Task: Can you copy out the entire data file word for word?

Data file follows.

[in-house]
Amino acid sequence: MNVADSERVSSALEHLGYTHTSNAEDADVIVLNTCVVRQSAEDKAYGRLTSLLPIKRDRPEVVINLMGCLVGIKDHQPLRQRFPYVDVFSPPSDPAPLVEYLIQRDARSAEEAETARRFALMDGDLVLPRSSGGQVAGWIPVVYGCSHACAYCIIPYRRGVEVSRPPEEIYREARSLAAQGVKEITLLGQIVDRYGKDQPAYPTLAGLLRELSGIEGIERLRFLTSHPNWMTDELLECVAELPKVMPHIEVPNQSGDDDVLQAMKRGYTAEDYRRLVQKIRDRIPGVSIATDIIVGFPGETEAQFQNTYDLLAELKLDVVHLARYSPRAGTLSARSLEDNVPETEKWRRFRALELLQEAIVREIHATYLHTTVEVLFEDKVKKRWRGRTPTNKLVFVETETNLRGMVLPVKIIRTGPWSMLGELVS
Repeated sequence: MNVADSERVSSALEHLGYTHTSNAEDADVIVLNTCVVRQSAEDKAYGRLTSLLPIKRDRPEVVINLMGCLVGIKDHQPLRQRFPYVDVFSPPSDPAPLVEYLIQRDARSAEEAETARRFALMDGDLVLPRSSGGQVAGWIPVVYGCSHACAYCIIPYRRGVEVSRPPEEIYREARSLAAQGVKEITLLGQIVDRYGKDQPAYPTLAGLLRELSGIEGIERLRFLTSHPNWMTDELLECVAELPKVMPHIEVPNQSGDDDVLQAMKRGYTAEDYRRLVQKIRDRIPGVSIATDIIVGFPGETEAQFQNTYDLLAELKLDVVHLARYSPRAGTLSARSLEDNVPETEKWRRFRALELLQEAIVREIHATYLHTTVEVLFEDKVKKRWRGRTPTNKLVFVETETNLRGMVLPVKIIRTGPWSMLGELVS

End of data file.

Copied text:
[in-house]
Amino acid sequence: MNVADSERVSSALEHLGYTHTSNAEDADVIVLNTCVVRQSAEDKAYGRLTSLLPIKRDRPEVVINLMGCLVGIKDHQPLRQRFPYVDVFSPPSDPAPLVEYLIQRDARSAEEAETARRFALMDGDLVLPRSSGGQVAGWIPVVYGCSHACAYCIIPYRRGVEVSRPPEEIYREARSLAAQGVKEITLLGQIVDRYGKDQPAYPTLAGLLRELSGIEGIERLRFLTSHPNWMTDELLECVAELPKVMPHIEVPNQSGDDDVLQAMKRGYTAEDYRRLVQKIRDRIPGVSIATDIIVGFPGETEAQFQNTYDLLAELKLDVVHLARYSPRAGTLSARSLEDNVPETEKWRRFRALELLQEAIVREIHATYLHTTVEVLFEDKVKKRWRGRTPTNKLVFVETETNLRGMVLPVKIIRTGPWSMLGELVS
Repeated sequence: MNVADSERVSSALEHLGYTHTSNAEDADVIVLNTCVVRQSAEDKAYGRLTSLLPIKRDRPEVVINLMGCLVGIKDHQPLRQRFPYVDVFSPPSDPAPLVEYLIQRDARSAEEAETARRFALMDGDLVLPRSSGGQVAGWIPVVYGCSHACAYCIIPYRRGVEVSRPPEEIYREARSLAAQGVKEITLLGQIVDRYGKDQPAYPTLAGLLRELSGIEGIERLRFLTSHPNWMTDELLECVAELPKVMPHIEVPNQSGDDDVLQAMKRGYTAEDYRRLVQKIRDRIPGVSIATDIIVGFPGETEAQFQNTYDLLAELKLDVVHLARYSPRAGTLSARSLEDNVPETEKWRRFRALELLQEAIVREIHATYLHTTVEVLFEDKVKKRWRGRTPTNKLVFVETETNLRGMVLPVKIIRTGPWSMLGELVS